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Job 33:19

    Job 33:19 Translations

    King James Version (KJV)

    He is chastened also with pain upon his bed, and the multitude of his bones with strong pain:

    American King James Version (AKJV)

    He is chastened also with pain on his bed, and the multitude of his bones with strong pain:

    American Standard Version (ASV)

    He is chastened also with pain upon his bed, And with continual strife in his bones;

    Basic English Translation (BBE)

    Pain is sent on him as a punishment, while he is on his bed; there is no end to the trouble in his bones;

    Webster's Revision

    He is chastened also with pain upon his bed, And with continual strife in his bones;

    World English Bible

    He is chastened also with pain on his bed, with continual strife in his bones;

    English Revised Version (ERV)

    He is chastened also with pain upon his bed, and with continual strife in his bones:

    Clarke's Commentary on Job 33:19

    IV. By Afflictions

    He is chastened also with pain upon his bed, etc. - Afflictions are a fourth means which God makes use of to awaken and convert sinners. In the hand of God these were the cause of the salvation of David, as himself testifies: Before I was afflicted, I went astray, Psalm 119:67, Psalm 119:71, Psalm 119:75.

    The multitude of his bones - By such diseases, especially those of a rheumatic kind, when to the patient's apprehension every bone is diseased, broken, or out of joint.

    Some render the passage, When the multitude of his bones is yet strong; meaning those sudden afflictions which fall upon men when in a state of great firmness and vigor. The original, ורוב עצמיו אתן verob atsamaiv ethan, may be translated, And the strong multitude of his bones. Even the strong multitude of his bones is chastened with pain upon his bed; the place of rest and ease affording him no peace, quiet, or comfort.

    The bones may be well termed multitudinous, as there are no less than 10 in the cranium, or skull; upper jaw, 13; lower jaw, 1; teeth, 32; tongue, 1; vertebrae, or back-bone, 24; ribs, 24; sternum, or breast-bone, 3; os innominatum, 1; scapula, or shoulder-blades, 2; arms, 6; hands, 54; thigh-bones, 2; knee-bones, 2; legs, 4; feet, 54: in all, not less than 233 bones, without reckoning the ossa sethamoides; because, though often numerous, they are found only in hard laborers, or elderly persons.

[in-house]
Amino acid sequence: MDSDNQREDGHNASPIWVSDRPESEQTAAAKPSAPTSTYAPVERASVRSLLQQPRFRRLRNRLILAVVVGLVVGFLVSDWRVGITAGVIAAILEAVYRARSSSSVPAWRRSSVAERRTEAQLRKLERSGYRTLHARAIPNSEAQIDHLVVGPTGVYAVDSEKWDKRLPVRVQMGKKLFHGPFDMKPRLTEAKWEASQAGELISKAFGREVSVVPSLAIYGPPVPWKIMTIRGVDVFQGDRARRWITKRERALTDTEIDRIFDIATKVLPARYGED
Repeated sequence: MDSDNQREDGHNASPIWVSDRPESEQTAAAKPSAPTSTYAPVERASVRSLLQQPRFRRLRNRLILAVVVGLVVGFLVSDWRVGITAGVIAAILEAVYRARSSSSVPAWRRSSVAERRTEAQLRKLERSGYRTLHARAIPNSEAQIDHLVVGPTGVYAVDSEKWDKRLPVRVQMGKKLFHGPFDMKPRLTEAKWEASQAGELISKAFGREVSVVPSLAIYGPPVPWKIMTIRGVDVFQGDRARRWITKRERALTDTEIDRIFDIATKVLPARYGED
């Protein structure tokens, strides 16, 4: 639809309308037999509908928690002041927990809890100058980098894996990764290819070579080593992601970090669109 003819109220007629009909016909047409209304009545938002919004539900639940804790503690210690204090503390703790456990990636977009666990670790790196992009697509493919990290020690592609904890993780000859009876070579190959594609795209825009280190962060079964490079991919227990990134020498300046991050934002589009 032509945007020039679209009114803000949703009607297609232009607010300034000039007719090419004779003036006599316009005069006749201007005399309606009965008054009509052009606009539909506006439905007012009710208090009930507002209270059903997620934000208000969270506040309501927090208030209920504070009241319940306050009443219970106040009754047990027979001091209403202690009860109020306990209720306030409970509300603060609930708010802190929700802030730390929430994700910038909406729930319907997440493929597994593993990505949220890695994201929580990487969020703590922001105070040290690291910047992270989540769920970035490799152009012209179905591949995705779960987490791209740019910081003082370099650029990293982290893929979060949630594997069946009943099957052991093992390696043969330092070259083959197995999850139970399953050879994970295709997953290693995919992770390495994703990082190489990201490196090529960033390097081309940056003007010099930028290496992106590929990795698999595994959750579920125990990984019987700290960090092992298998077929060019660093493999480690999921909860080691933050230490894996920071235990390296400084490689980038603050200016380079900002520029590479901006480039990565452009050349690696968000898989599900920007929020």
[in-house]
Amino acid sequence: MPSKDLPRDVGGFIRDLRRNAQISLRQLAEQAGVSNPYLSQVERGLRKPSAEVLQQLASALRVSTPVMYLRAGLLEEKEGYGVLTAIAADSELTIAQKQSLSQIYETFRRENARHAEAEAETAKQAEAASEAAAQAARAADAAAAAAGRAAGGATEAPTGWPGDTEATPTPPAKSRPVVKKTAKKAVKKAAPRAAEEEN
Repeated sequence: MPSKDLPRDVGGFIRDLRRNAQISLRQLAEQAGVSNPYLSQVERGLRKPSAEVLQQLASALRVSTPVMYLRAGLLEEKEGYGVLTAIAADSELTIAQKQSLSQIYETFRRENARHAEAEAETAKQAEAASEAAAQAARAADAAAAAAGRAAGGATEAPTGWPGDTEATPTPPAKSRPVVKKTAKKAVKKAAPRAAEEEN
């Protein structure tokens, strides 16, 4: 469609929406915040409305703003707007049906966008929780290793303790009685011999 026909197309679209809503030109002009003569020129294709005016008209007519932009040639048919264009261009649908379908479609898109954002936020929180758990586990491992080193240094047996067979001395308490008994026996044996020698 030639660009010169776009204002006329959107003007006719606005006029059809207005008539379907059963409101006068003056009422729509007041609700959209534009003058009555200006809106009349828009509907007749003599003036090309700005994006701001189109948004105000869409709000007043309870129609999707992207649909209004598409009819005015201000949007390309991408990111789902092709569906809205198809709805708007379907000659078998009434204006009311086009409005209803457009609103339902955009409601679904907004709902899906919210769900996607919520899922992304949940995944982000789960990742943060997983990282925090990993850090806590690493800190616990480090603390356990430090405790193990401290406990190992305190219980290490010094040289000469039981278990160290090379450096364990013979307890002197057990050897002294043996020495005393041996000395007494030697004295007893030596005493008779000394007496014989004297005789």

Barnes' Notes on Job 33:19

    He is chastened also with pain - As another means of checking and restraining him from the commission of sin. When the warnings of the night fail, and when he is bent on a life of sin, then God lays him on a bed of pain, and he is brought to reflection there. There he has an opportunity to think of his life, and of all the consequences which must follow from a career of iniquity. This involves the main inquiry before the disputants. It was, why people were afflicted. The three friends of Job had said that it was a full proof of wickedness, and that when the professedly pious were afflicted it was demonstrative of insincerity and hypocrisy. Job had called this position in question, and proved that it could not be so, but still was at a loss why it was. Elihu now says, that affliction is a part of a disciplinary government; that it is one of the means which God adopts, when warnings are ineffectual, to restrain people and to bring them to reflection and repentance. This appears to have been a view which was almost entirely new to them.

    And the multitude of his bones with strong pain - The bones, as has before been remarked, it was supposed might be the seat of the acutest pain; see the notes at Job 30:17; compare Job 20:11; Job 7:15; Job 30:30. The meaning here is, that the frame was racked with intense suffering in order to admonish men of sin, to save them from plunging into deeper transgression, and to bring them to repentance.

    Wesley's Notes on Job 33:19

    33:19 Pain - The second way whereby God instructs men and excites them to repentance.
    Book: Job